A reader writes:
After reading your post about vinegar and bicarbonate of soda as cleaners, I've been using bicarb more to clean and deodorize things (a bicarb and water paste is pretty good for spills on fabrics and carpets - just massage it in then leave it overnight and vacuum it up the next day. Clogs the vacuum filter something fierce, though).
In the course of my experiments, I've found that if you add bicarb to near-boiling water, it fizzes. This is with plain water fresh out of the electric kettle, not water plus vinegar or anything else acidic. Add bicarb to the water, it fizzes and dissolves. Add more bicarb, more fizz. Add more hot WATER to the existing bicarb-and-water solution, and it fizzes again!
What's going on, here? I know dissolving stuff in water can change the boiling point, but I think it usually INCREASES it, and the difference isn't usually very large. Is the bicarb providing nucleation sites for boiling? Why's it still happen when the bicarb's dissolved, though? And how can it boil water that's not hot enough to boil naturally any more?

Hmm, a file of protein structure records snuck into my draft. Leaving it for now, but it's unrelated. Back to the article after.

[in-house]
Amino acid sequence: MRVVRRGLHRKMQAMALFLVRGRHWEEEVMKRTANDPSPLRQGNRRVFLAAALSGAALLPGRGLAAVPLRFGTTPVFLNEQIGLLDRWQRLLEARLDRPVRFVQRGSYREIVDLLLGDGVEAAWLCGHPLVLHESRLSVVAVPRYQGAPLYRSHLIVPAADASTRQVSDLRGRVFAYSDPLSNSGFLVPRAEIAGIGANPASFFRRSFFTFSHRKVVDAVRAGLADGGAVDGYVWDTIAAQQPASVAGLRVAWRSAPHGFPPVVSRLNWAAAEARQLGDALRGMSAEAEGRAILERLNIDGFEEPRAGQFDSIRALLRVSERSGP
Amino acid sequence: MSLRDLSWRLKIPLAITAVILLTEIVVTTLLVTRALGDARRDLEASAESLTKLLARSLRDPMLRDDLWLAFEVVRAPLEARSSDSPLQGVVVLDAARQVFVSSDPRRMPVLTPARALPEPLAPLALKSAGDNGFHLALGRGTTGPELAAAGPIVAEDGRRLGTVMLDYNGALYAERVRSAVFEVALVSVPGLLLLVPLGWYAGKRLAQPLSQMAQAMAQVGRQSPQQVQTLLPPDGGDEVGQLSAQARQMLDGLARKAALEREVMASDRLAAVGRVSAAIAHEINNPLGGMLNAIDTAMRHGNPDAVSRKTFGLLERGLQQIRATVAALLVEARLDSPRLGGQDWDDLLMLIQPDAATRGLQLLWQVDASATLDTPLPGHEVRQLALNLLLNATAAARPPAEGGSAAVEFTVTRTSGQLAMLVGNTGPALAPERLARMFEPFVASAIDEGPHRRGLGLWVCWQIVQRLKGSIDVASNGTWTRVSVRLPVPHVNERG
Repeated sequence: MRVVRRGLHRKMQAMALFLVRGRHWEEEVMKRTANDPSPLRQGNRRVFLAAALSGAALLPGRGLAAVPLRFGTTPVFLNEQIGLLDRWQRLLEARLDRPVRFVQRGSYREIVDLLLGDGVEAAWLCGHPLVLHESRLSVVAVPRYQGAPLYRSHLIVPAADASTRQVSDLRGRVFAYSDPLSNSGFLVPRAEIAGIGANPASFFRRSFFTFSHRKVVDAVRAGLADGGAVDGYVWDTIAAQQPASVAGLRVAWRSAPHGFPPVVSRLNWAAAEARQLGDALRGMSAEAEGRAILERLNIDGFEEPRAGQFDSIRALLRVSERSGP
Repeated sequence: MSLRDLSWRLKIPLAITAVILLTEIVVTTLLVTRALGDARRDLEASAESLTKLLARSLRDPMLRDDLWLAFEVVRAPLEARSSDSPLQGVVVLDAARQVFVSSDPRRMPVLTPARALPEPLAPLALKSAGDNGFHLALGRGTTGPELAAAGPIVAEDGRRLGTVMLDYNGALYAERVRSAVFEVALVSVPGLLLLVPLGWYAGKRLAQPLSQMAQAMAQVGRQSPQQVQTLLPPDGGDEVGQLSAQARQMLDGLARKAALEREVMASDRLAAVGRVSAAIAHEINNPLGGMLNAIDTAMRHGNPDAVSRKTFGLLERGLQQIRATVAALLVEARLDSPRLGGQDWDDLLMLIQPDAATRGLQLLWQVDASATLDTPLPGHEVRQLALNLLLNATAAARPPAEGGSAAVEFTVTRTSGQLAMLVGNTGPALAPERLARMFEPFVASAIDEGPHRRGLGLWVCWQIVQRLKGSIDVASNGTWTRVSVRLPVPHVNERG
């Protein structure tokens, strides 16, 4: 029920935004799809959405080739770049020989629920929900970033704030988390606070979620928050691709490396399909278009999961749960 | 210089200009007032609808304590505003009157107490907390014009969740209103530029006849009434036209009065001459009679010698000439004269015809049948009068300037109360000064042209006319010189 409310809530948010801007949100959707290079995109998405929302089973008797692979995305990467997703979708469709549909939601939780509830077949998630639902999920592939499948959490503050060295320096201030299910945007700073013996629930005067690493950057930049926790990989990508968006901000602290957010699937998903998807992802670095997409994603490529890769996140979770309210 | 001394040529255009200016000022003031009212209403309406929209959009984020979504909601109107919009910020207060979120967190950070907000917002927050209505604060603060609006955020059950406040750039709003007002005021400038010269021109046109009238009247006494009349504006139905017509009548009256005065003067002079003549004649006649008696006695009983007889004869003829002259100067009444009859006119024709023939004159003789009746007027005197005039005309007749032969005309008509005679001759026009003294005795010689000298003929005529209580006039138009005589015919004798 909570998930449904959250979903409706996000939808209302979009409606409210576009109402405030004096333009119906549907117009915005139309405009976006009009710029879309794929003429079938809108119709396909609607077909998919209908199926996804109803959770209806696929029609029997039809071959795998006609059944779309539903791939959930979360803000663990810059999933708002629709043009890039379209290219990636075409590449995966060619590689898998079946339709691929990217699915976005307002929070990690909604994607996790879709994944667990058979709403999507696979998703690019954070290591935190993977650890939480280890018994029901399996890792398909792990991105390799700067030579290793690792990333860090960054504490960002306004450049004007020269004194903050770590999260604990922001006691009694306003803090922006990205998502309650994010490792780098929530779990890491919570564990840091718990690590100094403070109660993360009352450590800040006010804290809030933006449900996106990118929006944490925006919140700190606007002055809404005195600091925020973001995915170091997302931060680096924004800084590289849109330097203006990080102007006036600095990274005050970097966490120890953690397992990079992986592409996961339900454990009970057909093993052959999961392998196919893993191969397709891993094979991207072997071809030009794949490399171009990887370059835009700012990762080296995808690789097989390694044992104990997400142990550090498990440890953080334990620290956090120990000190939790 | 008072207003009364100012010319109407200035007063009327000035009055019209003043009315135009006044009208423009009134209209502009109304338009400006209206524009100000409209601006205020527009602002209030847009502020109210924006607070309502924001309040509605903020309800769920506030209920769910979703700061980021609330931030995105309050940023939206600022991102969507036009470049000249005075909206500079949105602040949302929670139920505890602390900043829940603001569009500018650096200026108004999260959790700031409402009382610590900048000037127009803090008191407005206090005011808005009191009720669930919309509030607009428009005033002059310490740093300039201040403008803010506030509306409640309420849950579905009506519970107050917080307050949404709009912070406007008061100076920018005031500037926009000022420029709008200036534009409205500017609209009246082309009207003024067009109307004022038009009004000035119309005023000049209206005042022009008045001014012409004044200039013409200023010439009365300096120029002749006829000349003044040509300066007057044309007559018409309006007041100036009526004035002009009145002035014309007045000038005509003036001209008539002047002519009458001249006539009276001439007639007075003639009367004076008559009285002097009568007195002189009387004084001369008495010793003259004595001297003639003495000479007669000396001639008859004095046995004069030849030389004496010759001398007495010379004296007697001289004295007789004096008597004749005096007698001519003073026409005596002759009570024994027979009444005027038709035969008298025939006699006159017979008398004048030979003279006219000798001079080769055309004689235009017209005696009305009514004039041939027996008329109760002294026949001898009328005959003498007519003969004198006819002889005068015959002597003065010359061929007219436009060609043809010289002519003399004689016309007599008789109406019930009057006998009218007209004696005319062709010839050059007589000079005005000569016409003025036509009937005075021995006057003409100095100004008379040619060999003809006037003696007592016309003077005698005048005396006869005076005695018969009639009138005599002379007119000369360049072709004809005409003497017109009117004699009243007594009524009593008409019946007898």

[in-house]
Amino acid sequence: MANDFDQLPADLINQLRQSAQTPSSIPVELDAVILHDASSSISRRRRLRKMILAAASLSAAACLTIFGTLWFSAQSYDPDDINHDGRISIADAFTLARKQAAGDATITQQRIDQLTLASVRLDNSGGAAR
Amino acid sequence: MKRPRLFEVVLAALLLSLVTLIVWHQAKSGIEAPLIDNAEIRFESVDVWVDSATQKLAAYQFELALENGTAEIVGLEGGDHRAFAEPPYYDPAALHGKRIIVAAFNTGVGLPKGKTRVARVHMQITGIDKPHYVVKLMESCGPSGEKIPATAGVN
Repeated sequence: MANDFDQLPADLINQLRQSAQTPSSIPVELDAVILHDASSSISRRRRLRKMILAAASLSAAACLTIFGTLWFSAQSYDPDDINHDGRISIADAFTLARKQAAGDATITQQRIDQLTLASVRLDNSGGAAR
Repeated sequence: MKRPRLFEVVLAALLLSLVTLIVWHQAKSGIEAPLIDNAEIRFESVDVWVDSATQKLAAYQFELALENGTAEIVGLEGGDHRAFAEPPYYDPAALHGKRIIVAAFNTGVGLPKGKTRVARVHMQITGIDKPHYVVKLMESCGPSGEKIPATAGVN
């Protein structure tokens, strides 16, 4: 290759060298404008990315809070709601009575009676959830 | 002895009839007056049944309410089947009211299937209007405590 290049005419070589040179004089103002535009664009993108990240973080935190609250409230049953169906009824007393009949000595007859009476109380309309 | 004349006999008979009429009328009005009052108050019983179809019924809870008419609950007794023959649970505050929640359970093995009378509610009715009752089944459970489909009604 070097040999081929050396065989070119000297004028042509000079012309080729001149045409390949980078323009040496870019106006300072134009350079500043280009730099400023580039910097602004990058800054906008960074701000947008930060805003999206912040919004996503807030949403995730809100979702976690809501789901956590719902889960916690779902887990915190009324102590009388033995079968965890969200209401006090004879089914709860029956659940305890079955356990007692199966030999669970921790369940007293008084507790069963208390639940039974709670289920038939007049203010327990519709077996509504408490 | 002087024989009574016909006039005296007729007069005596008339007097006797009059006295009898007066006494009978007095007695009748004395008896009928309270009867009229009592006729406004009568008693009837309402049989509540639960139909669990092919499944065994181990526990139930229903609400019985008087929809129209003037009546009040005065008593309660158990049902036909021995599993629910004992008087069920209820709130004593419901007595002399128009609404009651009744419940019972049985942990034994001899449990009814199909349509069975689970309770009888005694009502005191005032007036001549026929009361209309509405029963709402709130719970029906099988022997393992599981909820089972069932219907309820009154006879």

The Wikipedia article actually explains this; above 70 °C, sodium bicarbonate and various other bicarbonates decompose. In sodium bicarbonate's case, it goes from NaHCO3 to sodium carbonate (Na2CO3), water and carbon dioxide. The hotter it is, the faster this happens, and it happens in solution too.
So the fizz is still carbon dioxide bubbles, just as if you'd added bicarb to vinegar, but the source of the CO2 bubbles is different.
And then commenters will, I hope, correct at least the most obvious flaws in my answer.